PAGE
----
Dr. Babajide Agunbiade, FNSE, Director at National Oilwell Varco, Houston, Texas, USA.

Ghana’s poor handling of the impasse between the Italian oil and gas giant, ENI, and local upstream player, Springfield E&P, is likely to deter oil and gas investors from investing in oil exploration in the West African nation, Dr Babajide Agunbiade, Director for Houston-based National Oilwell Varco, the largest oilfield equipment manufacturing company globally, has stated.

According to him, the Government of Ghana has built a reputation of strongarming against multinationals regardless of what has been agreed in the PSA.

Eni, recently, sued the Government of Ghana at the International Tribunal in London over the directive, asking them and Springfield E &P to unitise the Sankofa offshore field operated by Eni and Afina block operated by Springfield E&P.

According to the directive, Ghana’s Ministry of Energy’s seismic data had indicated Eni’s Sankofa offshore field, which entered production in 2017, and Springfield’s Afina Discovery had identical reservoir and fluid properties.

Eni, however, disagreed with the Government of Ghana’s position, resulting in the legal action against Ghana.

In a statement filed by three renowned lawyers namely Craig Tevendale, Andrew Cannon and Charlie Morgan from Herbert Smith Freehills LLP, Eni is seeking five reliefs from the Tribunal.

Eni wants the Tribunal to declare that the purported 9th April Directive, 14th October Directive, 6th November Directive and any other steps taken to implement those directives represent a breach of contract under the Petroleum Agreement.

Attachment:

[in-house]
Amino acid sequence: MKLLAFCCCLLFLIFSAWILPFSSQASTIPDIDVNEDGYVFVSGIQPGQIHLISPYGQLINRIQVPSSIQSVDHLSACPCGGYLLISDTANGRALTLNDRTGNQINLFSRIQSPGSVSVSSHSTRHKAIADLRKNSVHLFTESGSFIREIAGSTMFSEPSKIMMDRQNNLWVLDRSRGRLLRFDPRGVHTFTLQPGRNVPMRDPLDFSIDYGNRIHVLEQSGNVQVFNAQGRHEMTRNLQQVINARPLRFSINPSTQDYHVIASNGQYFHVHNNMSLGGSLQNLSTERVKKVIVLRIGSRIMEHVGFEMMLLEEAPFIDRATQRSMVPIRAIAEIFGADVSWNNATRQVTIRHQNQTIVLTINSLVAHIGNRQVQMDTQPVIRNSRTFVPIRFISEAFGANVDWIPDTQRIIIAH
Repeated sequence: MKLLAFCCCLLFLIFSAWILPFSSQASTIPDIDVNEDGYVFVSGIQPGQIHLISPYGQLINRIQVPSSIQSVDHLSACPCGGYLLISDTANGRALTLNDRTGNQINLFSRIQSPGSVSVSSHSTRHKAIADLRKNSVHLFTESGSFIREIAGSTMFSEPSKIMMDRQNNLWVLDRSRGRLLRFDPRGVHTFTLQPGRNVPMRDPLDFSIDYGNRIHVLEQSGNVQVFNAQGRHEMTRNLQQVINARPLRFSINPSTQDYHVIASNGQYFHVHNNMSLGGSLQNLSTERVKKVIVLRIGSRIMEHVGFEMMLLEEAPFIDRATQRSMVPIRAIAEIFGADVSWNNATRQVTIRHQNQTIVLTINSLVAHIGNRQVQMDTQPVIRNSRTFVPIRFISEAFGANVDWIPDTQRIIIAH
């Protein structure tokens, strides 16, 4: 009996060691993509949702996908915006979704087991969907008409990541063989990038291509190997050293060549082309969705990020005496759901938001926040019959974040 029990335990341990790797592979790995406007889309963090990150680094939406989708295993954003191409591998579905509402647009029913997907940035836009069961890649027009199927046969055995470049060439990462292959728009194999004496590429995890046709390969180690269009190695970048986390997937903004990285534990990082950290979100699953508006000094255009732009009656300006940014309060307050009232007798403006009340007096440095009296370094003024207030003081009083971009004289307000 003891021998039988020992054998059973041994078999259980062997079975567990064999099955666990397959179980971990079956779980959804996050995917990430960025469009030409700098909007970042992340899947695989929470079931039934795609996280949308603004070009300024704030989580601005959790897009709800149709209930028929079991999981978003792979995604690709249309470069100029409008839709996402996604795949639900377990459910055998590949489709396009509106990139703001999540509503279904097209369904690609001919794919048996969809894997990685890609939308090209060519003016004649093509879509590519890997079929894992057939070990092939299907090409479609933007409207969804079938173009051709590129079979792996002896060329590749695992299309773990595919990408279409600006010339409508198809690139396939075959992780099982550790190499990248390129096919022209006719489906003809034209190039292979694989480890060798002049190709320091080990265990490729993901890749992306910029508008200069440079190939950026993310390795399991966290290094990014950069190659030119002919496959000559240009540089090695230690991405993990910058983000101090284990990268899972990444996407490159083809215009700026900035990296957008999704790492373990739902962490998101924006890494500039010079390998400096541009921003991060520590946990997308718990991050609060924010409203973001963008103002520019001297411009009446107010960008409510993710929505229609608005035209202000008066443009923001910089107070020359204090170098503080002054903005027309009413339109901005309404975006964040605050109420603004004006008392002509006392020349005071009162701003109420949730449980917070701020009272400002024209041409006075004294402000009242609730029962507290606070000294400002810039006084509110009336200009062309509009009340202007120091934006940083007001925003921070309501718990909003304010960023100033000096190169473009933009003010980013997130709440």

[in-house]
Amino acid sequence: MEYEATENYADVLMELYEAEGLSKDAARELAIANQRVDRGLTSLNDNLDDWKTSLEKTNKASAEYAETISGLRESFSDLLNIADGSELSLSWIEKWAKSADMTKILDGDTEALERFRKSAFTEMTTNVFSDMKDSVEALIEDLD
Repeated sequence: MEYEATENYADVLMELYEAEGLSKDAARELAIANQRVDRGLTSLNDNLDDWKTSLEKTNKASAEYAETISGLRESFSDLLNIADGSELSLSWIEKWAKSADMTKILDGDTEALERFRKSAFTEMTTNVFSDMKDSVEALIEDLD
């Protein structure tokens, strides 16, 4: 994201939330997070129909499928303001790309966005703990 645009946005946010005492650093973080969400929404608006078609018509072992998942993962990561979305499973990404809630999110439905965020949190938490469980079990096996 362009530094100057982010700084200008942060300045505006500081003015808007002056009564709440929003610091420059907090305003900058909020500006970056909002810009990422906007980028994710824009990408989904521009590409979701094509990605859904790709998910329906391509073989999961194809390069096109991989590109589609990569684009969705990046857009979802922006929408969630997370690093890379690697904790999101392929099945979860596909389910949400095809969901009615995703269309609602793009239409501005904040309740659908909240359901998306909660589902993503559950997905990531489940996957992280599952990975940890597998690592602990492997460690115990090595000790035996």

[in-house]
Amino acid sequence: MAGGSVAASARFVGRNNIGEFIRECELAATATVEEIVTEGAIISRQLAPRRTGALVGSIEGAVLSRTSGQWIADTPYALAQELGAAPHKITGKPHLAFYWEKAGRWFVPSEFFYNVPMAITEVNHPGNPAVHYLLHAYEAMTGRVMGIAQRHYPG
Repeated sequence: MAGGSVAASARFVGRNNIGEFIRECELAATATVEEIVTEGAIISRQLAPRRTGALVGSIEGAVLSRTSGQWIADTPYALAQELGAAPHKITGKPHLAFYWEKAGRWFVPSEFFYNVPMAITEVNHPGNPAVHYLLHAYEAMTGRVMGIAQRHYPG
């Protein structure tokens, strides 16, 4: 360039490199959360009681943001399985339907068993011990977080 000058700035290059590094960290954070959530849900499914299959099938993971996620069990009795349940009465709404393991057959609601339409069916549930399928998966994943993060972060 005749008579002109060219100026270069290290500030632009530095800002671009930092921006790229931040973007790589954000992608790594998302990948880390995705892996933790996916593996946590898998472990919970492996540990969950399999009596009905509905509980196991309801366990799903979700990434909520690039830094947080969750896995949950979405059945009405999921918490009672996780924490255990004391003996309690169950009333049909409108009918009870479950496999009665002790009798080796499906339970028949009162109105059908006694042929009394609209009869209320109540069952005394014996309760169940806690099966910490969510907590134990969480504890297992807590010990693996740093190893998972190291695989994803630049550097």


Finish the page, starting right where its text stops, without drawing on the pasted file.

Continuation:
It also wants the Tribunal to declare that the respondents take no further action to implement the purported unitisation of the Sankofa Field and Afina Discovery on the terms of the purported 14th October Directive, the Draft UUOA sought to be imposed by purported November Directive or otherwise.

Again, it wants an order that the respondent pays damages in an amount to be quantified for the losses suffered by the claimant arising out of the respondent’s breaches of the petroleum agreement, Ghanaian law and International law on a joint and several basis.

Additionally, the claimant is seeking an order that the respondent pays all of the costs and expenses of the arbitration including the fees and expenses of the claimant counsel and any witnesses and/or experts in the Arbitration, the fees and expenses of the Tribunal and the fees of the SCC on a joint and several basis and /or an order such further or other relief as the Tribunal may in its discretion consider appropriate.

Commenting on the issue, Dr Agunbiade, noted that a review of the Petroleum (Exploration and Production) Act, 2016 (Act 919) and the Petroleum (Exploration and Production) (General) Regulations, 2018 (L.I 2359), the laws that regulate unitisation in Ghana, shows that dynamic or hydrocarbon communication is not a requirement for unitisation.

Dr Agunbiade expressed the belief that the current impasse could delay anticipated further appraisal of other ENI discoveries in Ghana including Akoma, etc.

“This brawl can greatly affect the relationship between GNPC and ENI. Both are currently partners on the Sankofa field so GNPC needs to juggle between their position as a national oil company and a partner for the Sankofa field. This is very critical for continuity of the OCTP project and also other joint projects the parties wish to jointly venture on,” he added.

According to him, “There has also been some rumours that the deteriorating state-owned Tema Oil Refinery (TOR), which was built by ENI in the 60s, could be revamped by ENI as part of their corporate social responsibility.

“This melee can affect such an initiative and deter the Italians for moving forward with the investment,” he pointed out.

“It will be a win-win for both presidents to help resolve this issue amicably so that other trade relationships between the countries involved are not affected,” he observed.


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